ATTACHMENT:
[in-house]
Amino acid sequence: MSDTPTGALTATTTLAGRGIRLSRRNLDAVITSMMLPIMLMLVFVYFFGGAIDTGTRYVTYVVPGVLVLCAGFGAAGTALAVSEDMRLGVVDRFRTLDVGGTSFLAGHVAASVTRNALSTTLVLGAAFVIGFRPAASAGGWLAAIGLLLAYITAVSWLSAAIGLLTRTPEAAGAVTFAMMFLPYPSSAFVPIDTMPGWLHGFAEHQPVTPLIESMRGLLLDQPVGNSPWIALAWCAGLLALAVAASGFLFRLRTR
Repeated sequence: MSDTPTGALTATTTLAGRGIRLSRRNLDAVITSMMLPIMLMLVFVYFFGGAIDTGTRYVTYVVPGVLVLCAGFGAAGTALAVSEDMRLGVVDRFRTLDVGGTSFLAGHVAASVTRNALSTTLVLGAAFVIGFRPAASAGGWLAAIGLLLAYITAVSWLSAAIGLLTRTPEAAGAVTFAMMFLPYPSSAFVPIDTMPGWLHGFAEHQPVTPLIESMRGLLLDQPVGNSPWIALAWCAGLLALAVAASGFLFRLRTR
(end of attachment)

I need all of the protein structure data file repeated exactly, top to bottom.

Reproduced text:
[in-house]
Amino acid sequence: MSDTPTGALTATTTLAGRGIRLSRRNLDAVITSMMLPIMLMLVFVYFFGGAIDTGTRYVTYVVPGVLVLCAGFGAAGTALAVSEDMRLGVVDRFRTLDVGGTSFLAGHVAASVTRNALSTTLVLGAAFVIGFRPAASAGGWLAAIGLLLAYITAVSWLSAAIGLLTRTPEAAGAVTFAMMFLPYPSSAFVPIDTMPGWLHGFAEHQPVTPLIESMRGLLLDQPVGNSPWIALAWCAGLLALAVAASGFLFRLRTR
Repeated sequence: MSDTPTGALTATTTLAGRGIRLSRRNLDAVITSMMLPIMLMLVFVYFFGGAIDTGTRYVTYVVPGVLVLCAGFGAAGTALAVSEDMRLGVVDRFRTLDVGGTSFLAGHVAASVTRNALSTTLVLGAAFVIGFRPAASAGGWLAAIGLLLAYITAVSWLSAAIGLLTRTPEAAGAVTFAMMFLPYPSSAFVPIDTMPGWLHGFAEHQPVTPLIESMRGLLLDQPVGNSPWIALAWCAGLLALAVAASGFLFRLRTR